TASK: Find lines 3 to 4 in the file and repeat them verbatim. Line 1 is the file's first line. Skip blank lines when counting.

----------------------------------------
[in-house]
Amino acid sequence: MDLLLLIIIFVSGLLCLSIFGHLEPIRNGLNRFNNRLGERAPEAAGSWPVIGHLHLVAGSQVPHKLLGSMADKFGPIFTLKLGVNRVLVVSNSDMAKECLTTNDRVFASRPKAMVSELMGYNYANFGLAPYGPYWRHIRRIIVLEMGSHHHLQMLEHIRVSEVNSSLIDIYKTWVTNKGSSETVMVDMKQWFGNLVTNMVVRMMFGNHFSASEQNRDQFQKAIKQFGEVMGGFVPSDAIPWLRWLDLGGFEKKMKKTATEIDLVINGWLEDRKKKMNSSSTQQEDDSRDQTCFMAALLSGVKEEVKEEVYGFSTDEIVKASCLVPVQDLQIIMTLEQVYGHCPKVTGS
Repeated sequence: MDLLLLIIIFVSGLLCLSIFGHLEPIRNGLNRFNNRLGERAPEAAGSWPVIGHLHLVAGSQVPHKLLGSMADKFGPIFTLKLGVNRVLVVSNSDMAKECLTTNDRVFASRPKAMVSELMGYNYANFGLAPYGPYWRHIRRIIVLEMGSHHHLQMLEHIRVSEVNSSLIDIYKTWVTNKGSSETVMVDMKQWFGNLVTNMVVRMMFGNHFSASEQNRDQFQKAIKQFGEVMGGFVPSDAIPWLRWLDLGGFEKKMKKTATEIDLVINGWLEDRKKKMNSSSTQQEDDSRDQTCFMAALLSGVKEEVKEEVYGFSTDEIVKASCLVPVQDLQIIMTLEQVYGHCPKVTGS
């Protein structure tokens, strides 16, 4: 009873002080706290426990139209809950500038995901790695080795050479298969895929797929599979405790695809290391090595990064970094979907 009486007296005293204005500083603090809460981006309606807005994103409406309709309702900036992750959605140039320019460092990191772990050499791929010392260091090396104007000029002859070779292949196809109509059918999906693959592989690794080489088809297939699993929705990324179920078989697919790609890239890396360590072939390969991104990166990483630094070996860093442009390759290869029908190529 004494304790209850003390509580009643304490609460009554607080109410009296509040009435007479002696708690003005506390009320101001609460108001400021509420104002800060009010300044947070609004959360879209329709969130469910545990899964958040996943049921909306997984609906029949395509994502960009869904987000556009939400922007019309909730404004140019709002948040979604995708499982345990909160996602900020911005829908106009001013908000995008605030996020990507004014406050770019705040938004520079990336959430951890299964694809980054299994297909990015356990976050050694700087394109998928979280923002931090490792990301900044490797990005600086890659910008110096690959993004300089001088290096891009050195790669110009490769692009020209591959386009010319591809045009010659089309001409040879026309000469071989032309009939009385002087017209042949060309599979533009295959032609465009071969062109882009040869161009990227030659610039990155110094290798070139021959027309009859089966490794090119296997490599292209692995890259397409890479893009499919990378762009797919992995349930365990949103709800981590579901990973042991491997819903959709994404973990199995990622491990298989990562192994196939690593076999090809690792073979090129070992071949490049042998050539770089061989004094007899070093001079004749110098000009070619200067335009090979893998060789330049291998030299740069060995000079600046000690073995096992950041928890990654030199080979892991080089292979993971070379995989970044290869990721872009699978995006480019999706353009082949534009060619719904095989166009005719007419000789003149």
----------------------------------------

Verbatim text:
Repeated sequence: MDLLLLIIIFVSGLLCLSIFGHLEPIRNGLNRFNNRLGERAPEAAGSWPVIGHLHLVAGSQVPHKLLGSMADKFGPIFTLKLGVNRVLVVSNSDMAKECLTTNDRVFASRPKAMVSELMGYNYANFGLAPYGPYWRHIRRIIVLEMGSHHHLQMLEHIRVSEVNSSLIDIYKTWVTNKGSSETVMVDMKQWFGNLVTNMVVRMMFGNHFSASEQNRDQFQKAIKQFGEVMGGFVPSDAIPWLRWLDLGGFEKKMKKTATEIDLVINGWLEDRKKKMNSSSTQQEDDSRDQTCFMAALLSGVKEEVKEEVYGFSTDEIVKASCLVPVQDLQIIMTLEQVYGHCPKVTGS
């Protein structure tokens, strides 16, 4: 009873002080706290426990139209809950500038995901790695080795050479298969895929797929599979405790695809290391090595990064970094979907 009486007296005293204005500083603090809460981006309606807005994103409406309709309702900036992750959605140039320019460092990191772990050499791929010392260091090396104007000029002859070779292949196809109509059918999906693959592989690794080489088809297939699993929705990324179920078989697919790609890239890396360590072939390969991104990166990483630094070996860093442009390759290869029908190529 004494304790209850003390509580009643304490609460009554607080109410009296509040009435007479002696708690003005506390009320101001609460108001400021509420104002800060009010300044947070609004959360879209329709969130469910545990899964958040996943049921909306997984609906029949395509994502960009869904987000556009939400922007019309909730404004140019709002948040979604995708499982345990909160996602900020911005829908106009001013908000995008605030996020990507004014406050770019705040938004520079990336959430951890299964694809980054299994297909990015356990976050050694700087394109998928979280923002931090490792990301900044490797990005600086890659910008110096690959993004300089001088290096891009050195790669110009490769692009020209591959386009010319591809045009010659089309001409040879026309000469071989032309009939009385002087017209042949060309599979533009295959032609465009071969062109882009040869161009990227030659610039990155110094290798070139021959027309009859089966490794090119296997490599292209692995890259397409890479893009499919990378762009797919992995349930365990949103709800981590579901990973042991491997819903959709994404973990199995990622491990298989990562192994196939690593076999090809690792073979090129070992071949490049042998050539770089061989004094007899070093001079004749110098000009070619200067335009090979893998060789330049291998030299740069060995000079600046000690073995096992950041928890990654030199080979892991080089292979993971070379995989970044290869990721872009699978995006480019999706353009082949534009060619719904095989166009005719007419000789003149």